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A leak in the ICU

Sujana Balla MBBS, Dharani Narendra MD, Kalpalatha Guntupalli MD
Baylor College of Medicine, Houston, TX



A 76-year-old Hispanic female with no significant past medical history was brought to the Emergency Department (ED) with four weeks of progressive fatigue, shortness of breath and subjective fevers with chills. In the ED, she was noted to be tachypneic and hypotensive. An emergent right internal jugular central line was placed. The patient was admitted to the medical intensive care unit for multifocal pneumonia and septic shock. As shock resolved on day 3, the central line was removed and a PICC line was placed due to difficult access. A slow but continuous serosanguinous discharge was noted from the central line insertion site which later became serous and yellowish as shown in image 1. Serial drainage became progressively cloudy and milky as shown in image 2.


image 1
Image 1: Fluid from the catheter insertion site


image 2
Image 2: Serial drainage of fluid from Day 1 to Day 4



What is the cause of this finding?

  1. Hemothorax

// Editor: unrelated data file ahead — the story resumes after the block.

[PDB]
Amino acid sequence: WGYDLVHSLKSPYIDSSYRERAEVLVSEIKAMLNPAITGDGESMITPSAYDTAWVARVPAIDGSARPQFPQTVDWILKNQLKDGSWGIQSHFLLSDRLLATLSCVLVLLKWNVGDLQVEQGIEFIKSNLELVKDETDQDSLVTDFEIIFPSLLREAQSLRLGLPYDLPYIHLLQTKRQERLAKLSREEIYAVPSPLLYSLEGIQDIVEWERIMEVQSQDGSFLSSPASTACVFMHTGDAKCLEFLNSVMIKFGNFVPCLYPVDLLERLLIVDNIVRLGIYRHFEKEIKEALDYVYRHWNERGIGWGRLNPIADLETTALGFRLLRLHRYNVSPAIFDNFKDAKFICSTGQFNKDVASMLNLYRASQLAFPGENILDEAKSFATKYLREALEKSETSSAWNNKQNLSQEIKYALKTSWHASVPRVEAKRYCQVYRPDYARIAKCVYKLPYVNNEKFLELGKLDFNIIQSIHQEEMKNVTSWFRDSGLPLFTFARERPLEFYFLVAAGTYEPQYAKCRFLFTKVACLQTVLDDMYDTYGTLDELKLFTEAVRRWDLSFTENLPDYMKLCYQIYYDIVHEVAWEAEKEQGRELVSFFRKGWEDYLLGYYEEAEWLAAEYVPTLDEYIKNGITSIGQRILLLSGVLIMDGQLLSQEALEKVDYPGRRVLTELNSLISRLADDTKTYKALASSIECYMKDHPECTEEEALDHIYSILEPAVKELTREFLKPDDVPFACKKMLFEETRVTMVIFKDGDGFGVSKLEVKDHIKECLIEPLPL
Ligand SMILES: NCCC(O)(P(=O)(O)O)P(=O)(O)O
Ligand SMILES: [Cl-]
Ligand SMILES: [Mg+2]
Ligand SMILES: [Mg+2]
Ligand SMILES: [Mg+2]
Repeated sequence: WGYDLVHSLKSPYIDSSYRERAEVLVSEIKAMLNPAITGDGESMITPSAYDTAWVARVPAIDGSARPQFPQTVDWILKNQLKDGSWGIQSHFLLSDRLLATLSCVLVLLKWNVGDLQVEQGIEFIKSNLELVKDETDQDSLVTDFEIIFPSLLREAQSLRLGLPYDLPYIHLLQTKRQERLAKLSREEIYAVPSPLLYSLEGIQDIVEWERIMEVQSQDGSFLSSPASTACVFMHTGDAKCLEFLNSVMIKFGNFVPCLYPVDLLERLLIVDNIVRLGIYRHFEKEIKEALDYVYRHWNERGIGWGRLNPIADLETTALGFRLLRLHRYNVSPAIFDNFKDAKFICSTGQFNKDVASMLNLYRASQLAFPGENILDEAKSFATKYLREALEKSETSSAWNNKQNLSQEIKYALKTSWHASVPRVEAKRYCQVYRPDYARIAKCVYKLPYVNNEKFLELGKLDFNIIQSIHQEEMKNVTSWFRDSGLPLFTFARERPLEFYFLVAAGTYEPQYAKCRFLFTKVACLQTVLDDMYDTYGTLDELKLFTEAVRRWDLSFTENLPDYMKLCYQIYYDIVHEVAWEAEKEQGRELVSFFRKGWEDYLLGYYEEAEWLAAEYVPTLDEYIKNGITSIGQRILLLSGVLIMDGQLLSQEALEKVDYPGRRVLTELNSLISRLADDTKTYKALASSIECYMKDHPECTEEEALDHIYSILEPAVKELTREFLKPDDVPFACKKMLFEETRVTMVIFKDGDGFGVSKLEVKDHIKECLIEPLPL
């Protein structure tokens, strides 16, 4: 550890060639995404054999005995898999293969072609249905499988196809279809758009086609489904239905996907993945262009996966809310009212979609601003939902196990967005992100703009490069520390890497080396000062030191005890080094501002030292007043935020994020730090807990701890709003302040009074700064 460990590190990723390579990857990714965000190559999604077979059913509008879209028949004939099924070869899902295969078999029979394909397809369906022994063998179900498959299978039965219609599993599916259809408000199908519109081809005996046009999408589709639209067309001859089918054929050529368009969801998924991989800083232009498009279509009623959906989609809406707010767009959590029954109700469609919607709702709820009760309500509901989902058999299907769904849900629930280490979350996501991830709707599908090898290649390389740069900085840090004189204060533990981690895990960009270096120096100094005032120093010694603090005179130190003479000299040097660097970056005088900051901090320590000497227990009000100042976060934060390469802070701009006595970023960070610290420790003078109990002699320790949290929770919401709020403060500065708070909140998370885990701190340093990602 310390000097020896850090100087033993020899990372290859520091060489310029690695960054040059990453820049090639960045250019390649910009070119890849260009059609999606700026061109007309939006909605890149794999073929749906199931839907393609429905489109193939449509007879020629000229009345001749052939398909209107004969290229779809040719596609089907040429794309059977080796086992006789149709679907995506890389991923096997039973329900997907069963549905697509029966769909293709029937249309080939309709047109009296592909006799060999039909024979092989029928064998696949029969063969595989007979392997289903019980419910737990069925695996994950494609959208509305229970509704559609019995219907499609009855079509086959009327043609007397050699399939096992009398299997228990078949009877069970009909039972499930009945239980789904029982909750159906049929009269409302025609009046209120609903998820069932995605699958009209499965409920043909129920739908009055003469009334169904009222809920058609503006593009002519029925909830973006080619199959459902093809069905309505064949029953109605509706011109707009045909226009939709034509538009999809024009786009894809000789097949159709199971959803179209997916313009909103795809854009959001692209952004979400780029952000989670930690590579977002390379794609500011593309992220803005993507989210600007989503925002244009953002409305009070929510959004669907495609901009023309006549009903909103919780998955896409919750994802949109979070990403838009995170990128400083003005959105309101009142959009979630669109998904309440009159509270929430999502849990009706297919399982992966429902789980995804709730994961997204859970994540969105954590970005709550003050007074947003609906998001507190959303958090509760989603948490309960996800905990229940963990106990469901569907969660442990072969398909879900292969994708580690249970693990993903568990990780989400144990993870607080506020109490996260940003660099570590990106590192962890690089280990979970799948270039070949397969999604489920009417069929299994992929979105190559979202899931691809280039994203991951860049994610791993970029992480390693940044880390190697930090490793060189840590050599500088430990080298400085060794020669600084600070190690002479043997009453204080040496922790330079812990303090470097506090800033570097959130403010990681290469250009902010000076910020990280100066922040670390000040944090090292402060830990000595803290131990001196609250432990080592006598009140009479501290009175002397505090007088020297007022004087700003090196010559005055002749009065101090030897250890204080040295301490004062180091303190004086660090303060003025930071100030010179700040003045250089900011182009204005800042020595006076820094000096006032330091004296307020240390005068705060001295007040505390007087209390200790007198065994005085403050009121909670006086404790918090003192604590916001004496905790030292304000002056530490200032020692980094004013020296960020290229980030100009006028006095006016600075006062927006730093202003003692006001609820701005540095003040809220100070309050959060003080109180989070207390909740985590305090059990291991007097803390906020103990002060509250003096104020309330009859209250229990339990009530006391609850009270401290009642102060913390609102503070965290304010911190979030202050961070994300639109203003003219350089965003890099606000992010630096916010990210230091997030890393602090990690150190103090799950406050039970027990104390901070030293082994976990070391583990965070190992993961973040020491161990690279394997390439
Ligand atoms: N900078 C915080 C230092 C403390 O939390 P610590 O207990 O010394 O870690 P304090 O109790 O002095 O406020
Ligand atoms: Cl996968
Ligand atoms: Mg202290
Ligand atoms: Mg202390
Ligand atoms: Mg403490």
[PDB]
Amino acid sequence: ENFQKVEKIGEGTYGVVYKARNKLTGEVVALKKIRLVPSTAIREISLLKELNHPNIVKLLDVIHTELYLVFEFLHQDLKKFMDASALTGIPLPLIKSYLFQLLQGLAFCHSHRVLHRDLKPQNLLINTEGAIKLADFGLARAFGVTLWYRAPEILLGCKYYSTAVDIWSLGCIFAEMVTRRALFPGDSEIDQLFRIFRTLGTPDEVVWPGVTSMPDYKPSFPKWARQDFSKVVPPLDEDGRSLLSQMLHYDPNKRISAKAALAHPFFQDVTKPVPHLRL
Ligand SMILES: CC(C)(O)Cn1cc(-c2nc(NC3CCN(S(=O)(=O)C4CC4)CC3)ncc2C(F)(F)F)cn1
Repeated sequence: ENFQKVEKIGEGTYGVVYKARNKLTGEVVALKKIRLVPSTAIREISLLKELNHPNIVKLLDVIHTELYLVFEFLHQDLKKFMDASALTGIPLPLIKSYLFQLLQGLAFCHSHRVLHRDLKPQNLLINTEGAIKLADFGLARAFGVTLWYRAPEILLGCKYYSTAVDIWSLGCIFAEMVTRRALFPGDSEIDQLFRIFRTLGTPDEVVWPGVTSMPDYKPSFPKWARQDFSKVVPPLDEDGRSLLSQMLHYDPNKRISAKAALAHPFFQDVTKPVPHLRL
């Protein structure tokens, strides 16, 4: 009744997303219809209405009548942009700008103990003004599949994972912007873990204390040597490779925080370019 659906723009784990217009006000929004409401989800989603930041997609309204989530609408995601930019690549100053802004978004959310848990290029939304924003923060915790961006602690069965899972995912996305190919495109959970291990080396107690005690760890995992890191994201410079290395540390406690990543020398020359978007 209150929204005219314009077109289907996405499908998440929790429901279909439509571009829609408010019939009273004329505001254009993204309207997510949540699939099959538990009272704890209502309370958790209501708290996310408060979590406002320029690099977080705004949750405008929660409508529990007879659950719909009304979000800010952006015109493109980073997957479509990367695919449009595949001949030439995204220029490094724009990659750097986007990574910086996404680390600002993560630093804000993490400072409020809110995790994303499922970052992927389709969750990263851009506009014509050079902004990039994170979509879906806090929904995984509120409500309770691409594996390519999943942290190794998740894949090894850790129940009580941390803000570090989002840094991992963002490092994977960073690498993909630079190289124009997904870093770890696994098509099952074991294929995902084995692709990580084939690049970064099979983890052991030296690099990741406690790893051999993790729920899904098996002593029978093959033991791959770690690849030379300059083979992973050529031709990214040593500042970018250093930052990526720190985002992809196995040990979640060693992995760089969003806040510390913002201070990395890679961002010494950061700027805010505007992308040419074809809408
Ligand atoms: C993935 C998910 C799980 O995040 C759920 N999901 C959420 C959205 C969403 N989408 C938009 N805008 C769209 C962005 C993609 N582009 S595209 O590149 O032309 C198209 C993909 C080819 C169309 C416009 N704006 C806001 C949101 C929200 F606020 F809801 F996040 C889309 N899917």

2. Iatrogenic
  3. Malignancy
  4. Empyema


Answer:  B.  Iatrogenic


The fluid analysis was consistent with chyle (lymphocyte predominant (75%), triglycerides of 1194 mg/dl, cholesterol <50 mg/dl, total protein of 1.8, and LDH of 108).  A diagnosis of iatrogenic lymphatic duct injury was made. The patient was managed conservatively with NPO status and low fat total parenteral nutrition. Lymphangioscintigraphy was performed on day 6 to assess for lymphatic fistula. There was no evidence of lymphatic duct fistula or leak.

The left thoracic duct and the right lymphatic duct drain into the junction of the internal jugular vein and the subclavian vein as shown in image 3.  Most lymphatic duct injuries are associated with left sided catheterization.  Our case is a right-sided lymphatic injury and is one of few cases reported.  Awareness of lymphatic anatomy and their close proximity to the major vessels may prevent and help recognize injury during central line insertion.

Complications of lymphatic duct injury include malnutrition, cervical chylous fistula, chylothorax and chylopericardium1.  Rarely, infusion of fluids via the complicated central line may lead to constrictive pericarditis or tamponade via retrograde flow through pericardial lymphatics.1,2

Management of lymphatic duct injury requires supportive care with restriction of fats and rarely, ligation of the duct.


image 3
Image 3: Relationship of terminal lymphatics to major neck veins


  1. Saxena P, Shankar S, Kumar V and Naithani N.  Bilateral chylothorax as a complication of internal jugular vein cannulation.  Lung India 2015; 32: 370-374.

  2. Mansfield PF, Hohn DC, Fornage BD, Gregurich MA and Ota DM.  Complications and Failures of Subclavian-Vein Catheterization.  New England Journal of Medicine 1994; 331: 1735-1738.